Combustible dusts are a recognized hazard for industrial facilities everywhere, and performing a hazard analysis is the best way to evaluate your risk of an explosion. In October 2015, the National Fire Protection Association published the newNFPA 652: Standard on the Fundamentals of Combustible Dust (2016 edition). The NFPA committee recognized the widespread lack of understanding of combustible dust hazards in industry and determined that a combustible dust standard was needed to promote awareness of the problem. In this standard NFPA 652 introduced a new term, Dust Hazard Analysis (DHA), which is geared toward factories involved in basic processes that generate combustible dusts collected by simple dust collectors.
NFPA 652 is now the starting point for defining a combustible dust and its hazards. Its purpose is to clarify the relationship between the shared standards and the industry-specific standards such as NFPA 484 for metals, NFPA 664 for wood, NFPA 655 for sulfur, and NFPA 61 for agricultural and food processing. These standards require that a facility processing or handling combustible dust perform a hazard analysis and risk assessment for each operation that handles combustible dust. DHA differs from the more complex Process Hazard Analysis (PHA) used by industries such as refineries and chemical manufacturing. It is not the intent of the NFPA to force all manufacturers to undergo strict hazard analysis procedures that are necessary for industries such as these.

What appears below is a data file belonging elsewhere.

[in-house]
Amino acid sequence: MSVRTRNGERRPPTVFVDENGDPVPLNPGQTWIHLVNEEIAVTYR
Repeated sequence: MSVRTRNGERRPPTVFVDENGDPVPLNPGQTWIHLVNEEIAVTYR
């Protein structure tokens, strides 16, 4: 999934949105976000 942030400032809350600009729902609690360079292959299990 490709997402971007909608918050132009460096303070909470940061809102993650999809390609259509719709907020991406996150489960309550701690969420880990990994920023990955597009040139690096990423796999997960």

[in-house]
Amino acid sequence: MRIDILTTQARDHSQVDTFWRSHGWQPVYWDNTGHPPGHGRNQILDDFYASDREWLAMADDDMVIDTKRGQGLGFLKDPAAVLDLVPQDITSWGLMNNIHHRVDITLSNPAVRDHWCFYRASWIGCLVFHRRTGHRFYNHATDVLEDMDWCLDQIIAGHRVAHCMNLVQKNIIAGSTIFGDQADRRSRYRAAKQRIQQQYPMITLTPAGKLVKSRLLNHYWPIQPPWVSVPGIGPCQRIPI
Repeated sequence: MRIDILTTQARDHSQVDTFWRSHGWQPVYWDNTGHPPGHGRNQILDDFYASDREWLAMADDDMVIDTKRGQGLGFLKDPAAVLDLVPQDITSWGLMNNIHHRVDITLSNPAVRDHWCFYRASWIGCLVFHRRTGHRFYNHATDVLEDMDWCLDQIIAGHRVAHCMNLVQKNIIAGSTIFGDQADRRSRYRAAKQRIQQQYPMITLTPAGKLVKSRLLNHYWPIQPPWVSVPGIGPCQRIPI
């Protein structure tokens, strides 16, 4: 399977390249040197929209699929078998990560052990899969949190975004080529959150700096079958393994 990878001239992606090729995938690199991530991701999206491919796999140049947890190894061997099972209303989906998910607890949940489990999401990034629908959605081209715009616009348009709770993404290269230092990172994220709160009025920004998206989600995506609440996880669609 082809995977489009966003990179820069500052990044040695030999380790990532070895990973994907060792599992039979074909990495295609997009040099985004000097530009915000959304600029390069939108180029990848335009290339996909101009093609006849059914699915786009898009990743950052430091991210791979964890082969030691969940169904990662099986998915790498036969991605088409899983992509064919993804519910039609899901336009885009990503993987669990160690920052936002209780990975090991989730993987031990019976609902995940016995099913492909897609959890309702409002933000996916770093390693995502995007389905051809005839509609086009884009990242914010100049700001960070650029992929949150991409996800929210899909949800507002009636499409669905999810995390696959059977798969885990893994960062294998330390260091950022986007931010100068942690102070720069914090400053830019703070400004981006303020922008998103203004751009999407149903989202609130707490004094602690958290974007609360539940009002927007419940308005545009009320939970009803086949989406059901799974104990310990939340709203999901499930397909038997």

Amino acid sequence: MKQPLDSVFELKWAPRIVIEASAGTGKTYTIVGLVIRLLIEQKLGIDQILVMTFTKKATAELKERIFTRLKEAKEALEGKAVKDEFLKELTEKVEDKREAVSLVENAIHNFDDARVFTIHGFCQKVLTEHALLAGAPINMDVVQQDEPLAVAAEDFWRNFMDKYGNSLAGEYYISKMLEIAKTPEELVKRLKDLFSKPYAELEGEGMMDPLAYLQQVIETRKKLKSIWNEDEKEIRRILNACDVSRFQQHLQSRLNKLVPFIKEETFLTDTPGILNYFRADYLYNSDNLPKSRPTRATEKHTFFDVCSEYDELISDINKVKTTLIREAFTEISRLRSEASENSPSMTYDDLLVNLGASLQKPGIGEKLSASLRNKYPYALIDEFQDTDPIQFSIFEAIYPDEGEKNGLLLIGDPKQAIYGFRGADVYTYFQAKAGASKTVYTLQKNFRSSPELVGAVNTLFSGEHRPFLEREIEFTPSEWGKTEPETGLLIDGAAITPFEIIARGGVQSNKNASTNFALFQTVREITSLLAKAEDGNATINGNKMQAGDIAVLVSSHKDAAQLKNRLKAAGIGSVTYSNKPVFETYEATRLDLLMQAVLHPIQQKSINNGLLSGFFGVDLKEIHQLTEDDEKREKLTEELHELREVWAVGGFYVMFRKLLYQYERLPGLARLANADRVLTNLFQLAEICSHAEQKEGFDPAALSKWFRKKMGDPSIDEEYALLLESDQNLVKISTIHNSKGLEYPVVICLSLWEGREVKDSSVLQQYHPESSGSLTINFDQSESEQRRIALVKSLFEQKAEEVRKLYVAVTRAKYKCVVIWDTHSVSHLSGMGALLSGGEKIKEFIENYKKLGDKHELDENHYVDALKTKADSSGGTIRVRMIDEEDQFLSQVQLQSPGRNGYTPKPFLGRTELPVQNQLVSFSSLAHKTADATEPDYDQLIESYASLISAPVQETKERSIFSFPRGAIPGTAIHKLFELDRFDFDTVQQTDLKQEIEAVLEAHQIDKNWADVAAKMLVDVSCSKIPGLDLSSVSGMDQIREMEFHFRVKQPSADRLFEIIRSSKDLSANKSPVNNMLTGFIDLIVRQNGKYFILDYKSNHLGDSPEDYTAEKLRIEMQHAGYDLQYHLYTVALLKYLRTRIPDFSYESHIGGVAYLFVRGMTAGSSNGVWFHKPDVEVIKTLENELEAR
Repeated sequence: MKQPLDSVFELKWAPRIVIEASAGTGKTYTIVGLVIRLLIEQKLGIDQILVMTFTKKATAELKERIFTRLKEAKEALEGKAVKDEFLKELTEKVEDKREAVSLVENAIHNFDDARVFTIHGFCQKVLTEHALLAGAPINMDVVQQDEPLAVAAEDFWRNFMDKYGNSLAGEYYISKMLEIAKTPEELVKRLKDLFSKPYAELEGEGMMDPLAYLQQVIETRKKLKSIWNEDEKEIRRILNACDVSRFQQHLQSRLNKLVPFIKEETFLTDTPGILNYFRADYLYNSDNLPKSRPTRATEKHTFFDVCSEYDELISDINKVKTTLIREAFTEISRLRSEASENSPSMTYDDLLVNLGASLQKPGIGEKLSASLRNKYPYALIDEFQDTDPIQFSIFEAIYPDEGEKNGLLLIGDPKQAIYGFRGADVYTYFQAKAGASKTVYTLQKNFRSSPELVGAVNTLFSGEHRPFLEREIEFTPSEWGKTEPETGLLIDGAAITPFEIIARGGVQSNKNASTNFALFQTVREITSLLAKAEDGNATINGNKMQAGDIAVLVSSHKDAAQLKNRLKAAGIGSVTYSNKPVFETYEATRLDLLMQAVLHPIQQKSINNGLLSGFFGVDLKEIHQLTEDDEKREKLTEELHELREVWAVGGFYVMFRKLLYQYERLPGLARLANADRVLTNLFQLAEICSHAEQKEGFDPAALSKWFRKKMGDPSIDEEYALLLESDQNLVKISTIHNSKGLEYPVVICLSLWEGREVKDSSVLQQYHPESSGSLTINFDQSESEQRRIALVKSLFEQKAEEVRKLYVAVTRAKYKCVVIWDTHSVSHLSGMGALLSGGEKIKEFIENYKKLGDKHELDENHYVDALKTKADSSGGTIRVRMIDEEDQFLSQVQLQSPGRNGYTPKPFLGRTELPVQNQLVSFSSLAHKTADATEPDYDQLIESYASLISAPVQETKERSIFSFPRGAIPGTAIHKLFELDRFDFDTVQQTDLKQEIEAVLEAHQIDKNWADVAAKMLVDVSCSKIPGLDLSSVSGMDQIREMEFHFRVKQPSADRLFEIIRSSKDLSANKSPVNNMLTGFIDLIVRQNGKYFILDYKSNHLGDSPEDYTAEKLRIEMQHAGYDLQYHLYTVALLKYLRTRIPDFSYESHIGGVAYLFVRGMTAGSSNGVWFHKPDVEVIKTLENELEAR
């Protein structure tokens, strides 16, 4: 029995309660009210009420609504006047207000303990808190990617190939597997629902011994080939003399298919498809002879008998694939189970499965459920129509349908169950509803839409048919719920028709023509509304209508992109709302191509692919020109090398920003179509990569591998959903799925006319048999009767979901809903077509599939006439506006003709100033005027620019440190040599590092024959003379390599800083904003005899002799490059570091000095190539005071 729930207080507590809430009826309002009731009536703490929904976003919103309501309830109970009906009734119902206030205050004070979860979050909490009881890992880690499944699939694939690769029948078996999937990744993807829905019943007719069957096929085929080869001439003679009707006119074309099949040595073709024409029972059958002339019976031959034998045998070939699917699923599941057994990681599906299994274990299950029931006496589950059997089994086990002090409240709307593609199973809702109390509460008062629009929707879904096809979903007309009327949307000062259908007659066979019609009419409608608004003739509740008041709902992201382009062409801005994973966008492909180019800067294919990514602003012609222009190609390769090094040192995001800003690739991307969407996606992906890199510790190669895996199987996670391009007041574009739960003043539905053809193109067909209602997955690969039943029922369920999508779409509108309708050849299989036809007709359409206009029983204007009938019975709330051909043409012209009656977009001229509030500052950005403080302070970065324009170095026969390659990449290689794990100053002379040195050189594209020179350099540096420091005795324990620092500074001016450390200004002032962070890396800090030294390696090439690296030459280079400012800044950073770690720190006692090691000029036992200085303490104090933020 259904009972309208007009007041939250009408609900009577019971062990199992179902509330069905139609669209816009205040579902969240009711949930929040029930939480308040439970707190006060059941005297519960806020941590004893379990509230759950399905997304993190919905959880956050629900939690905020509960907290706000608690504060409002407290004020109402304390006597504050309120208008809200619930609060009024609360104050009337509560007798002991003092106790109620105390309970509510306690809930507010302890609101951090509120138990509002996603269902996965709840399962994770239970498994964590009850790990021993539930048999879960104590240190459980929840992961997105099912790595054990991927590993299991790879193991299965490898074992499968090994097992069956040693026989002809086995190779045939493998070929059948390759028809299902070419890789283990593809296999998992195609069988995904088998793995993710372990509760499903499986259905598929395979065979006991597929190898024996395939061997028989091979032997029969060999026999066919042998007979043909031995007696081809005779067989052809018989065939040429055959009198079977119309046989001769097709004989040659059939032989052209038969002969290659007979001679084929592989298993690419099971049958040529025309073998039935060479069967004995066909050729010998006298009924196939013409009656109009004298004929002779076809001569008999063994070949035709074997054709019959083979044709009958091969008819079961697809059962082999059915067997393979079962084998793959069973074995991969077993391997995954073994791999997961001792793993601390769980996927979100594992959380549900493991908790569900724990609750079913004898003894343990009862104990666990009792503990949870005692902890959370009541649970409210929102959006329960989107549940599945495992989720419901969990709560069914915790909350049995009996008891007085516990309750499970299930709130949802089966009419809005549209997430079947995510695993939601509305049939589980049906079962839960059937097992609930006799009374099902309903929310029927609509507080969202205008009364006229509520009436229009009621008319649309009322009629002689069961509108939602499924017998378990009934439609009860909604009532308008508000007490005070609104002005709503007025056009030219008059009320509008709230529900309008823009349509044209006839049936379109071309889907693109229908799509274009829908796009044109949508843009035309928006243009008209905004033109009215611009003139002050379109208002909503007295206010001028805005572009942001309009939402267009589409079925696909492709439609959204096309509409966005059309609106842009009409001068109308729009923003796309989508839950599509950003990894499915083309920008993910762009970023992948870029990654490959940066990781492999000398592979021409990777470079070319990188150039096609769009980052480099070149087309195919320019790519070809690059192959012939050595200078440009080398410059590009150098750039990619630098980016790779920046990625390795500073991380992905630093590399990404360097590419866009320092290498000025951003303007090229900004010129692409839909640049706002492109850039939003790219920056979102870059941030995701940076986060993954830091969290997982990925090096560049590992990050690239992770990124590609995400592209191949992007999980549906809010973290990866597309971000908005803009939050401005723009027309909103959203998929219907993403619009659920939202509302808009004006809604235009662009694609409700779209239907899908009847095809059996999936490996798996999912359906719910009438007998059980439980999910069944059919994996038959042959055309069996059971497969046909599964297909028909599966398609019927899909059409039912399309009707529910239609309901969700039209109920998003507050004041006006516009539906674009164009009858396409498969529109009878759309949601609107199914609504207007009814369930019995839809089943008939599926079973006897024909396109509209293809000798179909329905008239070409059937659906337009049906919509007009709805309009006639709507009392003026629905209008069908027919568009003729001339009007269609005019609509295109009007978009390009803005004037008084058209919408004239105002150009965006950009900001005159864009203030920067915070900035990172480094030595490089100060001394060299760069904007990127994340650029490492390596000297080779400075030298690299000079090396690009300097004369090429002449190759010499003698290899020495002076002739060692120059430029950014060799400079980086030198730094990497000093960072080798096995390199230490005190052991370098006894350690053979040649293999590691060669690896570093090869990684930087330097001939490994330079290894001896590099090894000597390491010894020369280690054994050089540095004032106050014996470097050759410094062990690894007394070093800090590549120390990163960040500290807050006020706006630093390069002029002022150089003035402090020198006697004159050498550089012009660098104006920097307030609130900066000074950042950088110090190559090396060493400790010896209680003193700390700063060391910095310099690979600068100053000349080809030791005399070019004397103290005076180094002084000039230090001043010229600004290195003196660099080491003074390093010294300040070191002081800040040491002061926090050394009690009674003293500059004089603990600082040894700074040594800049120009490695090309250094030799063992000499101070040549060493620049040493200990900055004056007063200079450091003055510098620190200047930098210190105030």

NFPA 652 provides a detailed guide for a hazard analysis on a dust collection system in its appendix. The standard also contains retroactive requirements for a DHA. Now, all existing systems are required to have a DHA, and the time limit to perform this analysis is three years from the date of issuance of the standard, October 2015. This is one of the most important changes to NFPA standards in recent history.
In many cases with nuisance dust collection systems, a single person familiar with the process can prepare the DHA. In other cases, help will be required to expand the knowledge base available to the analysis. In these situations, an experienced person competent in the type of analysis and the process should participate. Sometimes equipment operators should be pulled into the team. The people on the front line operating and maintaining the equipment will often have valuable insights into not only the hazards present but possibly simple fixes for recurring malfunctions that might cause a hazardous condition, thereby alleviating the hazard.
For further information on NFPA Standard 652 and Dust Hazard Analysis, visit www.nfpa.org.